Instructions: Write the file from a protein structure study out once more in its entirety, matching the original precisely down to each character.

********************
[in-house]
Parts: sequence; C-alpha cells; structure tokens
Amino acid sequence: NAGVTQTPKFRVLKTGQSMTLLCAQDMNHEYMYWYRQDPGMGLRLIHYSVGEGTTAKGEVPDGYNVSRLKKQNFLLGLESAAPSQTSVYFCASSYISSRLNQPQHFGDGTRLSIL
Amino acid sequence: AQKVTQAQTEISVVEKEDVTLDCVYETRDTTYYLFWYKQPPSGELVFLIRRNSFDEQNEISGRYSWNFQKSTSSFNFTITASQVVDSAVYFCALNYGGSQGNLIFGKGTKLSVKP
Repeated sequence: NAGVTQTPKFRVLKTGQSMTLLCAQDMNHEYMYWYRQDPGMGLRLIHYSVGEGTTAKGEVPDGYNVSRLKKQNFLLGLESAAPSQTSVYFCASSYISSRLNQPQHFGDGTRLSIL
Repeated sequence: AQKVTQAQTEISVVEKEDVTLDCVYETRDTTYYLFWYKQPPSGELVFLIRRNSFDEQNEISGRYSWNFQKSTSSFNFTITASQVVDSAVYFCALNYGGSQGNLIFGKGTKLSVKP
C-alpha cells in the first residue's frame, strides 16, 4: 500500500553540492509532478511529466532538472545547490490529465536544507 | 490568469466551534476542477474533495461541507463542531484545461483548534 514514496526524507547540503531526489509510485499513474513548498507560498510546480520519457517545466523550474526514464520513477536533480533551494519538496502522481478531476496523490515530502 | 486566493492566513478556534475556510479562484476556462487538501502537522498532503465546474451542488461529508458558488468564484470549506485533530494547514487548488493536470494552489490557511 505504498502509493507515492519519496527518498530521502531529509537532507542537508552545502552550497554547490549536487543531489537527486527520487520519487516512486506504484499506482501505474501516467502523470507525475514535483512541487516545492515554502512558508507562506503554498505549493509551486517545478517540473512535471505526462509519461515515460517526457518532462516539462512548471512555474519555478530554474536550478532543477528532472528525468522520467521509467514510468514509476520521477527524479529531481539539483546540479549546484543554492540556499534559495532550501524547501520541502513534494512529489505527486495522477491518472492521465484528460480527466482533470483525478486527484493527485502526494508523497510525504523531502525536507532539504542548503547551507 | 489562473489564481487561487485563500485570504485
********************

[in-house]
Parts: sequence; C-alpha cells; structure tokens
Amino acid sequence: NAGVTQTPKFRVLKTGQSMTLLCAQDMNHEYMYWYRQDPGMGLRLIHYSVGEGTTAKGEVPDGYNVSRLKKQNFLLGLESAAPSQTSVYFCASSYISSRLNQPQHFGDGTRLSIL
Amino acid sequence: AQKVTQAQTEISVVEKEDVTLDCVYETRDTTYYLFWYKQPPSGELVFLIRRNSFDEQNEISGRYSWNFQKSTSSFNFTITASQVVDSAVYFCALNYGGSQGNLIFGKGTKLSVKP
Repeated sequence: NAGVTQTPKFRVLKTGQSMTLLCAQDMNHEYMYWYRQDPGMGLRLIHYSVGEGTTAKGEVPDGYNVSRLKKQNFLLGLESAAPSQTSVYFCASSYISSRLNQPQHFGDGTRLSIL
Repeated sequence: AQKVTQAQTEISVVEKEDVTLDCVYETRDTTYYLFWYKQPPSGELVFLIRRNSFDEQNEISGRYSWNFQKSTSSFNFTITASQVVDSAVYFCALNYGGSQGNLIFGKGTKLSVKP
C-alpha cells in the first residue's frame, strides 16, 4: 500500500553540492509532478511529466532538472545547490490529465536544507 | 490568469466551534476542477474533495461541507463542531484545461483548534 514514496526524507547540503531526489509510485499513474513548498507560498510546480520519457517545466523550474526514464520513477536533480533551494519538496502522481478531476496523490515530502 | 486566493492566513478556534475556510479562484476556462487538501502537522498532503465546474451542488461529508458558488468564484470549506485533530494547514487548488493536470494552489490557511 505504498502509493507515492519519496527518498530521502531529509537532507542537508552545502552550497554547490549536487543531489537527486527520487520519487516512486506504484499506482501505474501516467502523470507525475514535483512541487516545492515554502512558508507562506503554498505549493509551486517545478517540473512535471505526462509519461515515460517526457518532462516539462512548471512555474519555478530554474536550478532543477528532472528525468522520467521509467514510468514509476520521477527524479529531481539539483546540479549546484543554492540556499534559495532550501524547501520541502513534494512529489505527486495522477491518472492521465484528460480527466482533470483525478486527484493527485502526494508523497510525504523531502525536507532539504542548503547551507 | 489562473489564481487561487485563500485570504485